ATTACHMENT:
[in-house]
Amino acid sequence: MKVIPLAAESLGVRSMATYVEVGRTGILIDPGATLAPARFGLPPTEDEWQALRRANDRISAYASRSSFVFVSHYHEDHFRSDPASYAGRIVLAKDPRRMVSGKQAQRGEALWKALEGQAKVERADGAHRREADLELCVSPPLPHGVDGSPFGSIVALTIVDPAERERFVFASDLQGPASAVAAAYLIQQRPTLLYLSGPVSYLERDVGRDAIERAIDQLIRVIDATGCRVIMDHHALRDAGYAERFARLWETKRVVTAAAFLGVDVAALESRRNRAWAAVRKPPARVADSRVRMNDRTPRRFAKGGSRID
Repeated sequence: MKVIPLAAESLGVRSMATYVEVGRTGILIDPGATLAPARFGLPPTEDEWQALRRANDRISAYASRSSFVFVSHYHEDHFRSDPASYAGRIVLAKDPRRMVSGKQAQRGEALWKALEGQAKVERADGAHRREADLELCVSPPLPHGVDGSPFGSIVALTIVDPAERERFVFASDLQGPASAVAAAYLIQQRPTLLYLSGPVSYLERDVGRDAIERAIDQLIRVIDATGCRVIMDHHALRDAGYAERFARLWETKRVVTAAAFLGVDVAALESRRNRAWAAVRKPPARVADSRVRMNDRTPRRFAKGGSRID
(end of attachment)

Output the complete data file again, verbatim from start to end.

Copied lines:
[in-house]
Amino acid sequence: MKVIPLAAESLGVRSMATYVEVGRTGILIDPGATLAPARFGLPPTEDEWQALRRANDRISAYASRSSFVFVSHYHEDHFRSDPASYAGRIVLAKDPRRMVSGKQAQRGEALWKALEGQAKVERADGAHRREADLELCVSPPLPHGVDGSPFGSIVALTIVDPAERERFVFASDLQGPASAVAAAYLIQQRPTLLYLSGPVSYLERDVGRDAIERAIDQLIRVIDATGCRVIMDHHALRDAGYAERFARLWETKRVVTAAAFLGVDVAALESRRNRAWAAVRKPPARVADSRVRMNDRTPRRFAKGGSRID
Repeated sequence: MKVIPLAAESLGVRSMATYVEVGRTGILIDPGATLAPARFGLPPTEDEWQALRRANDRISAYASRSSFVFVSHYHEDHFRSDPASYAGRIVLAKDPRRMVSGKQAQRGEALWKALEGQAKVERADGAHRREADLELCVSPPLPHGVDGSPFGSIVALTIVDPAERERFVFASDLQGPASAVAAAYLIQQRPTLLYLSGPVSYLERDVGRDAIERAIDQLIRVIDATGCRVIMDHHALRDAGYAERFARLWETKRVVTAAAFLGVDVAALESRRNRAWAAVRKPPARVADSRVRMNDRTPRRFAKGGSRID